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Falsified medicines: ending a global threat

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By Tom Woods, Chairman of the World Bank hosted Global Steering Committee for Quality Assurance, and Chairman of the Wilton Park USA Foundation

Tens of thousands have died during the pandemic and there are no signs that the world has turned the tide. We have no magic cure. Most people do not agree on the origin of the crisis, but not a single country has been spared the ravages. Lower income countries bear the brunt as in many health emergencies.

While the world went on lockdown for months and raced to develop lifesaving vaccines to fight COVID-19, the pandemic that continues its death march is falsified medicines. It is an entirely man made crisis that could be ended in days, but there are powerful forces at work. Vast criminal networks manufacture, supply, and distribute fake medicines at commercial scale. The trade evades law enforcement, medicines regulatory agencies, development agencies, and health care workers.

Ten years to the month after Wilton Park hosted the first ‘Pathways to Safe Medicines’ dialogue, the world continues to confront many of the same challenges posed by falsified and substandard quality medicines. We have supply chain systems that are complex and convoluted.  Criminals thrive. We have corruption that spans continents.  Transnational illicit networks are growing. We have more and better quality medicines to treat more illnesses, but they do not reliably reach patients in need.

The coalition of the willing has many players – public and private sector, regulators and law enforcement, health financing institutions and pharmaceutical manufacturers – but too often these groups remain siloed and lack the coordination needed to combat the threat.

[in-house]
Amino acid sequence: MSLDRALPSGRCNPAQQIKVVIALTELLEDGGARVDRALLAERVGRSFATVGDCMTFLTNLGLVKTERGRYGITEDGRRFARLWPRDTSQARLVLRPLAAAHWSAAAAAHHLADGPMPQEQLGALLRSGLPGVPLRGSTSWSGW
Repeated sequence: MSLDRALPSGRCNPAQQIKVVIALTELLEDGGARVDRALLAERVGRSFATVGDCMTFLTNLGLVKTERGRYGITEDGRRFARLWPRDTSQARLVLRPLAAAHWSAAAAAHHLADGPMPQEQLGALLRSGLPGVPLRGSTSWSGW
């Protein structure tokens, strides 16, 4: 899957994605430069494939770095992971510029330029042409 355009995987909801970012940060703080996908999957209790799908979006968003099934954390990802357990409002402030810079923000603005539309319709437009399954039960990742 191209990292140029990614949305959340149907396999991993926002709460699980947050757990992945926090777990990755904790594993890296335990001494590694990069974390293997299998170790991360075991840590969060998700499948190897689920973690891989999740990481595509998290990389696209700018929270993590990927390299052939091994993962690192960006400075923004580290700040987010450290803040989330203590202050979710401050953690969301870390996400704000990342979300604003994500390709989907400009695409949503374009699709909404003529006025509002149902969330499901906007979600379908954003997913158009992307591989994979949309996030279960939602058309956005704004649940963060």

Organized under the auspices of the Global Steering Committee for Quality Assurance (GSC), the second  Pathways to Safe Medicines dialogue will reinvigorate a multi-pronged fight against falsified medicines. The gathering brings together for the first time in many years representatives from leading African medicines regulatory agencies, health financing and development agencies, pharmaceutical companies, and law enforcement. Acting alone, progress is destined to be spotty and slow, but the GSC will help ensure ongoing coordination and avoid duplication of efforts.

High on the agenda for discussions is the need for full-scale national medicines traceability systems. Implementation will enhance supply chain visibility and better integrate Africa’s markets using a globally interoperable standard for monitoring products as they move from manufacturers to patients. It’s an achievable goal and one that Africa has already embraced. Now we need steady progress toward this important effort.

Medicines traceability is complex. Implementation won’t happen overnight, and traceability is not a panacea.  We need a multilayered approach to detect and disrupt illicit medicine flows in poorer countries. We also need to successfully prosecute these cases.  Regulatory agencies are building new capacity and partnerships with development agencies, but more can be done. Law enforcement agencies, both national and international, have a critical role to play. Pharmaceutical manufacturers are key players too as their brand reputations and their very ethos is at stake. Even as efforts progress toward new regional manufacturing in less developed regions, the regulatory systems must race to provide the necessary oversight to enhance the success of these important regional investments. If we build the regional pharmaceutical manufacturing engine without greater supply chain integrity and regulatory capacity to support it, the wheels will quickly come off.

As with many global challenges, bringing the right people together at the right time can achieve critical momentum. Meeting face to face and exchanging views – not by reading institutional talking points over a virtual platform but as individuals with enormous personal experience to share – is a key element that has been missing. Wilton Park’s history of serving as a catalytic off-the-record venue for hard problem solving makes it the ideal gathering place to fight the global pandemic that has not yet ended: the pandemic of falsified medicines.

Wilton Park’s event on pathways to safe medicines takes place on June 7 – 9 2023. Click here to learn more.


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